If I can go off on a side trail here, I agree with her on this, but it has bothered me for a long time that the world in general or sometimes Christians in particular decide that a style is suddenly old and unworthy any more. For instance, some years ago someone called denim jumpers “home school mom’s uniforms,” and then suddenly it was uncool to wear denim jumpers. I loved them for their durability and continued to wear them until I couldn’t find them any more. When I was growing up, a “comb-over” was what we called the hairstyle when a balding man tried to comb a few strands of hair over his bald spot, but for a while it was what some people called it when a man parted his hair on the side, and it was deemed too conservative and straight-laced, We can be silly with some of this kind of thing, and we have to be careful not to judge people unfairly on one side or the other. But yes, I do think that dressing deliberately and obviously out of style and out of touch with the times is not something that in and of itself glorifies God.

Back to Edith’s book: she also discusses appropriateness and how it can vary depending on what country, area of the country, and community one lives in. She touches on modesty briefly, but not as much as I would have thought: she mainly advocates not dressing in a way that would tempt anyone else, and remembering Whom you represent. Those two principles taken seriously and thoughtfully would take care of much of the problem.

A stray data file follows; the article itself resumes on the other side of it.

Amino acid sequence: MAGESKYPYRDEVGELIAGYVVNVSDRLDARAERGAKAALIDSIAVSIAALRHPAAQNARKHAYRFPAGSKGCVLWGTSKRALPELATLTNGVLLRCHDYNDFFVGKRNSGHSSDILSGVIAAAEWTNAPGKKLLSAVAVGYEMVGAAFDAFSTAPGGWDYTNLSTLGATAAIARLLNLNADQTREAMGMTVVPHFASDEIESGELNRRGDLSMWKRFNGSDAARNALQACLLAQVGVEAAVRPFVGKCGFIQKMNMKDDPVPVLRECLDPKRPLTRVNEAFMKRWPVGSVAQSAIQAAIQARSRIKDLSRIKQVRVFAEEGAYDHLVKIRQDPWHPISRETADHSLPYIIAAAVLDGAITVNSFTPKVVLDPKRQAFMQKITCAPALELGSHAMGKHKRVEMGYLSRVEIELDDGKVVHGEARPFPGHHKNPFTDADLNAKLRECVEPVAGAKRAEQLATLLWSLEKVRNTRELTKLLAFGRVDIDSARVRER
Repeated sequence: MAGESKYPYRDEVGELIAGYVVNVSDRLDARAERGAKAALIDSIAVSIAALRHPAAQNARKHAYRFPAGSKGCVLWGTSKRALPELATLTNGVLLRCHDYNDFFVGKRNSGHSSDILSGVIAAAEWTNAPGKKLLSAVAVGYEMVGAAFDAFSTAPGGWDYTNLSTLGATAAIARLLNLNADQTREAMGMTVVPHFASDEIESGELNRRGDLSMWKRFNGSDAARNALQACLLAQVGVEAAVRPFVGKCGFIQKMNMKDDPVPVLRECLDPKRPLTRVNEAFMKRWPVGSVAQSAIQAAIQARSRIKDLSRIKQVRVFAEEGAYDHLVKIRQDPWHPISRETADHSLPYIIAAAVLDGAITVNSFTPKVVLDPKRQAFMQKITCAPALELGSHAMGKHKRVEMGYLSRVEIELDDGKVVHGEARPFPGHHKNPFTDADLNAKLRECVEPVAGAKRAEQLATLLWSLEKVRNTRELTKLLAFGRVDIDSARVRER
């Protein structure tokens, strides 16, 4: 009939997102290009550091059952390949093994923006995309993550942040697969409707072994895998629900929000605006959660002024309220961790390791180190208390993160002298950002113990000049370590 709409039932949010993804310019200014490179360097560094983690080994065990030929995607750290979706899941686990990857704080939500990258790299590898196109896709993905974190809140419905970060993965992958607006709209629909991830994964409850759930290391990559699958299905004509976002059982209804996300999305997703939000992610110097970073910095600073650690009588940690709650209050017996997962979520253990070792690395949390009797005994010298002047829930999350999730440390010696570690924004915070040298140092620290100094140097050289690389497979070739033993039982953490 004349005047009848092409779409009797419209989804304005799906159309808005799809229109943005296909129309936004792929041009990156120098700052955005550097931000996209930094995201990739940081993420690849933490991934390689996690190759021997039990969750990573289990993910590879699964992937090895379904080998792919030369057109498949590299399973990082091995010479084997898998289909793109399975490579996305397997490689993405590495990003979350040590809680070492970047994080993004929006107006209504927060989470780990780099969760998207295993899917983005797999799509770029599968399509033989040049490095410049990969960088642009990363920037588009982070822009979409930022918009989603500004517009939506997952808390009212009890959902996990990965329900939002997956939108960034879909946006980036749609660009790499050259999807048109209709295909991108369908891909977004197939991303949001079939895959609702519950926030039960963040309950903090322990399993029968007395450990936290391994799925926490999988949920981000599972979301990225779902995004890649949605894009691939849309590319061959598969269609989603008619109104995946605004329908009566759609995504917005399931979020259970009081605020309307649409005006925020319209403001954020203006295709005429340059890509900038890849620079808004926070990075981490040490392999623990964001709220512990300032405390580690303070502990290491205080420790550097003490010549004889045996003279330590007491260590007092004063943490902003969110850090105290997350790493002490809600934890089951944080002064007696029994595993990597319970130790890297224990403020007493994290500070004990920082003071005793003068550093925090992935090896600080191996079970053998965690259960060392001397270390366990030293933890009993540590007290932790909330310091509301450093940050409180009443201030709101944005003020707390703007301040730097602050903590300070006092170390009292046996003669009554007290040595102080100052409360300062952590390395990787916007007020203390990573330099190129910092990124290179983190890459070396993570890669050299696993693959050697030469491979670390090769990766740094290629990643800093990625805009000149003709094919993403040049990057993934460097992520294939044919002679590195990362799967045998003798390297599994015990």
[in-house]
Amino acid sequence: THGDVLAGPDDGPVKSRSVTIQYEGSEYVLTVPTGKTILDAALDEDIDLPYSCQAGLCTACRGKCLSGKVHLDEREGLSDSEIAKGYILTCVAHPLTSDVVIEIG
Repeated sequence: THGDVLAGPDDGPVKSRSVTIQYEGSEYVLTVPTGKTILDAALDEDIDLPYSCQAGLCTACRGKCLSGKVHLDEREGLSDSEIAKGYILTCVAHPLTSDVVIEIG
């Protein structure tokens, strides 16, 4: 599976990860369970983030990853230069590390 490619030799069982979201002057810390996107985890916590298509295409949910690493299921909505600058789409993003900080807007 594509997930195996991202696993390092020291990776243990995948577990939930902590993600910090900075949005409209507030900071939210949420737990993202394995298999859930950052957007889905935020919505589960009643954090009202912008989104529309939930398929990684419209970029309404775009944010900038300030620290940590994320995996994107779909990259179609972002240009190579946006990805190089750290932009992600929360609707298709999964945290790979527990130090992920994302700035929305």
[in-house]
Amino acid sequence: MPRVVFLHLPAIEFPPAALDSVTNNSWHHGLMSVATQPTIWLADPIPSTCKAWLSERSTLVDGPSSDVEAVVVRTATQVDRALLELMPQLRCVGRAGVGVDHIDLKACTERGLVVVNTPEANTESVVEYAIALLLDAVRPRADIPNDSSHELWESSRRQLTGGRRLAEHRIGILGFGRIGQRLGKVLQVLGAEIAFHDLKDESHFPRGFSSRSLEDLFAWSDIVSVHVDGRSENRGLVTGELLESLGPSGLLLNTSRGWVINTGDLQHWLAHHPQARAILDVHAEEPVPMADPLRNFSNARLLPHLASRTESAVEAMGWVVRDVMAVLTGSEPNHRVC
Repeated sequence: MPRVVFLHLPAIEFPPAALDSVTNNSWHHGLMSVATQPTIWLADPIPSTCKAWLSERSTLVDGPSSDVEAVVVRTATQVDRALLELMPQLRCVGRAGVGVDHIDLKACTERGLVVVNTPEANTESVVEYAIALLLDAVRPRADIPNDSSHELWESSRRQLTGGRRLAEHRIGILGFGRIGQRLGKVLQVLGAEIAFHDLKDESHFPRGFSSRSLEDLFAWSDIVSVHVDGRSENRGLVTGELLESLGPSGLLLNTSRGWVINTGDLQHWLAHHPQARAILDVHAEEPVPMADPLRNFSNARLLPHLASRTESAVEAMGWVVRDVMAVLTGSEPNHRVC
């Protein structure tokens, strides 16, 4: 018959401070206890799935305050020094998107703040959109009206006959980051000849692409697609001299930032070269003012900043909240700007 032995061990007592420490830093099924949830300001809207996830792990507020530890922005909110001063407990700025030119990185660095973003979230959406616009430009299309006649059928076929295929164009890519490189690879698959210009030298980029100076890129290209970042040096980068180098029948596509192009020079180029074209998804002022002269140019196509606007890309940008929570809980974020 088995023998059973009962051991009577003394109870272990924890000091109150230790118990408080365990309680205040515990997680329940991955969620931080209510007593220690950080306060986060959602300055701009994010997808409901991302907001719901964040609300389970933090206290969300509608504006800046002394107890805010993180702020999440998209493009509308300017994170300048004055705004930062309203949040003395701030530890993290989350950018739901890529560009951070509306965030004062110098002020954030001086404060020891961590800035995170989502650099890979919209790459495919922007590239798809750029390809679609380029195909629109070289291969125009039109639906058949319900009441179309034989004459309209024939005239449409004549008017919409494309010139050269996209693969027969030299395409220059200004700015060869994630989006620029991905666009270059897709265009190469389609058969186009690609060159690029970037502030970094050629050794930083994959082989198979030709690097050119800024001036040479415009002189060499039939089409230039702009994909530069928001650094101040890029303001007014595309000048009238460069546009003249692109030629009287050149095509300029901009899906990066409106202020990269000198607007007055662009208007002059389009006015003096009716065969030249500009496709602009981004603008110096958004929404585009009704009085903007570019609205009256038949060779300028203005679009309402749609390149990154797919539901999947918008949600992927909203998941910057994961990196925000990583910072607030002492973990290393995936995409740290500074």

She also deals with pants, a big consideration in some conservative Christian circles. The first pastor I had as a Christian taught that Deuteronomy 22:5 (“The woman shall not wear that which pertaineth unto a man, neither shall a man put on a woman’s garment: for all that do so are abomination unto the Lord thy God.”) referred to women wearing pants. Around that time I saw a “Big Valley” episode in which it was scandalous when Audra wore pants, and I thought that sounded reasonable. Then I got to a Christian college, and one of my teachers pointed out that both men and women wore long, loose-fitting robes in those days. Hmm. Okay (though I am not entirely sure about that since the Bible also discusses “breeches“, at least for the priests, but that seems to have been worn under the robe anyway). And then, as Edith describes here, her father went as a missionary to China at a time when women wore trousers and men wore long tunics. Would it have helped or harmed the cause of Christ to cling to an understanding that women weren’t to wear pants in that context, especially when that passage is not talking about pants? The general principle carries over that men should dress obviously as men and women as women, but to distil this verse down just to wearing pants does it a disservice. For the record, I do wear dresses out of preference, and I think they are generally more modest: pants tend to outline everything you’ve got. I’ve seen more than I wanted to and more than I thought was appropriate via some women’s pants, though I admit I have also seen immodest dresses and very modest pants. I’ve worn pants during childbirth classes, and though I’m not a hiking or mountain climbing person, if I were, I’d have no trouble wearing modest pants for those activities or any other when they’d be more modest and appropriate than a dress. But I don’t judge those who are more comfortable wearing modest pants.